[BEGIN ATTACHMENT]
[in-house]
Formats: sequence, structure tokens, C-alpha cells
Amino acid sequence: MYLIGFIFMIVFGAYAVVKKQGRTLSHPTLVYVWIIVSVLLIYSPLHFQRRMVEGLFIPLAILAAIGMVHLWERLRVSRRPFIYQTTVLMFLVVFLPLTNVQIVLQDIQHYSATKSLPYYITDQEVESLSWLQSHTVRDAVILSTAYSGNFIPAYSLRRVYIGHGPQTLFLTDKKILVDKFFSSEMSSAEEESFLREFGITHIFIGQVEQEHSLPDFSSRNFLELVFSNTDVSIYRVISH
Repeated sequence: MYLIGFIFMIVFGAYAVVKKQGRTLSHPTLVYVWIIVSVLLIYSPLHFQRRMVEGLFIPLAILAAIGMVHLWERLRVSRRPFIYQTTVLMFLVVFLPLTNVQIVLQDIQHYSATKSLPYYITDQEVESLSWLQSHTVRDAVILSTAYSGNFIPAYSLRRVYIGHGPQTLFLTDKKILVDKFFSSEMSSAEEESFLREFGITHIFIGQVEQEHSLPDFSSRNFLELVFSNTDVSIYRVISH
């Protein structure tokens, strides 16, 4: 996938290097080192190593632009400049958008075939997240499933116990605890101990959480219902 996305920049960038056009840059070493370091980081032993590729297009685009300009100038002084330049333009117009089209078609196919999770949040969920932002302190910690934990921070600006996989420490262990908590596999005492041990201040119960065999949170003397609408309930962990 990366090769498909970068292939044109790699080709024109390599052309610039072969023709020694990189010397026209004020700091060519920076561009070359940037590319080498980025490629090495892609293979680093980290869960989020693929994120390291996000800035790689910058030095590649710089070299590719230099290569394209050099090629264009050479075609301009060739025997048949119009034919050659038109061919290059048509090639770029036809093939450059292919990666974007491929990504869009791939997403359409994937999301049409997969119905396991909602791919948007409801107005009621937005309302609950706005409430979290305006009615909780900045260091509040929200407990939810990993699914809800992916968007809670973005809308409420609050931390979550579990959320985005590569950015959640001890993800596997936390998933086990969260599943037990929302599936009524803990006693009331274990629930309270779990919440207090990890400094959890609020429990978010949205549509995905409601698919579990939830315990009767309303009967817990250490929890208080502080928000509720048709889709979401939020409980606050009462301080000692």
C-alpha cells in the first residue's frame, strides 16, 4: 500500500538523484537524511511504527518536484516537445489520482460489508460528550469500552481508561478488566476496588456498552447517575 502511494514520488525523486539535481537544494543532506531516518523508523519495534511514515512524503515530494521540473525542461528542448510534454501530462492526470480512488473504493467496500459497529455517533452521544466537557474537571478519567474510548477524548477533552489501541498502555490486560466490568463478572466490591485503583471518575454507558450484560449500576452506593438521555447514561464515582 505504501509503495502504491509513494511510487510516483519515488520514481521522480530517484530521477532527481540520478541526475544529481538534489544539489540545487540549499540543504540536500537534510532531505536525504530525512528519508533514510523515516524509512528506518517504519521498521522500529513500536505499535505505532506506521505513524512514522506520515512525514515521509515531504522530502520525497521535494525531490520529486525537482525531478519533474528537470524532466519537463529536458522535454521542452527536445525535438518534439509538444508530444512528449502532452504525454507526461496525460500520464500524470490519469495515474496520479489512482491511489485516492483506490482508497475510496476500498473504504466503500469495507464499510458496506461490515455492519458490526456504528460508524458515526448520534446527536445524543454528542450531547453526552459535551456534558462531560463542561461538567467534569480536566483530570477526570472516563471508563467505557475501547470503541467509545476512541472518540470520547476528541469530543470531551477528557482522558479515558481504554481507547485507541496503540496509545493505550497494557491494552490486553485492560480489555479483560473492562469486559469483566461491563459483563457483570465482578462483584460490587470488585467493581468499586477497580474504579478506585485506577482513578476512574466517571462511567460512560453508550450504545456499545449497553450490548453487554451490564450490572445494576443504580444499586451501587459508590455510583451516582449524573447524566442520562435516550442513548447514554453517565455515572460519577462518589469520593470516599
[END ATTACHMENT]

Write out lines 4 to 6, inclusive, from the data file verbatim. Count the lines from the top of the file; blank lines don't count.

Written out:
Repeated sequence: MYLIGFIFMIVFGAYAVVKKQGRTLSHPTLVYVWIIVSVLLIYSPLHFQRRMVEGLFIPLAILAAIGMVHLWERLRVSRRPFIYQTTVLMFLVVFLPLTNVQIVLQDIQHYSATKSLPYYITDQEVESLSWLQSHTVRDAVILSTAYSGNFIPAYSLRRVYIGHGPQTLFLTDKKILVDKFFSSEMSSAEEESFLREFGITHIFIGQVEQEHSLPDFSSRNFLELVFSNTDVSIYRVISH
């Protein structure tokens, strides 16, 4: 996938290097080192190593632009400049958008075939997240499933116990605890101990959480219902 996305920049960038056009840059070493370091980081032993590729297009685009300009100038002084330049333009117009089209078609196919999770949040969920932002302190910690934990921070600006996989420490262990908590596999005492041990201040119960065999949170003397609408309930962990 990366090769498909970068292939044109790699080709024109390599052309610039072969023709020694990189010397026209004020700091060519920076561009070359940037590319080498980025490629090495892609293979680093980290869960989020693929994120390291996000800035790689910058030095590649710089070299590719230099290569394209050099090629264009050479075609301009060739025997048949119009034919050659038109061919290059048509090639770029036809093939450059292919990666974007491929990504869009791939997403359409994937999301049409997969119905396991909602791919948007409801107005009621937005309302609950706005409430979290305006009615909780900045260091509040929200407990939810990993699914809800992916968007809670973005809308409420609050931390979550579990959320985005590569950015959640001890993800596997936390998933086990969260599943037990929302599936009524803990006693009331274990629930309270779990919440207090990890400094959890609020429990978010949205549509995905409601698919579990939830315990009767309303009967817990250490929890208080502080928000509720048709889709979401939020409980606050009462301080000692």
C-alpha cells in the first residue's frame, strides 16, 4: 500500500538523484537524511511504527518536484516537445489520482460489508460528550469500552481508561478488566476496588456498552447517575 502511494514520488525523486539535481537544494543532506531516518523508523519495534511514515512524503515530494521540473525542461528542448510534454501530462492526470480512488473504493467496500459497529455517533452521544466537557474537571478519567474510548477524548477533552489501541498502555490486560466490568463478572466490591485503583471518575454507558450484560449500576452506593438521555447514561464515582 505504501509503495502504491509513494511510487510516483519515488520514481521522480530517484530521477532527481540520478541526475544529481538534489544539489540545487540549499540543504540536500537534510532531505536525504530525512528519508533514510523515516524509512528506518517504519521498521522500529513500536505499535505505532506506521505513524512514522506520515512525514515521509515531504522530502520525497521535494525531490520529486525537482525531478519533474528537470524532466519537463529536458522535454521542452527536445525535438518534439509538444508530444512528449502532452504525454507526461496525460500520464500524470490519469495515474496520479489512482491511489485516492483506490482508497475510496476500498473504504466503500469495507464499510458496506461490515455492519458490526456504528460508524458515526448520534446527536445524543454528542450531547453526552459535551456534558462531560463542561461538567467534569480536566483530570477526570472516563471508563467505557475501547470503541467509545476512541472518540470520547476528541469530543470531551477528557482522558479515558481504554481507547485507541496503540496509545493505550497494557491494552490486553485492560480489555479483560473492562469486559469483566461491563459483563457483570465482578462483584460490587470488585467493581468499586477497580474504579478506585485506577482513578476512574466517571462511567460512560453508550450504545456499545449497553450490548453487554451490564450490572445494576443504580444499586451501587459508590455510583451516582449524573447524566442520562435516550442513548447514554453517565455515572460519577462518589469520593470516599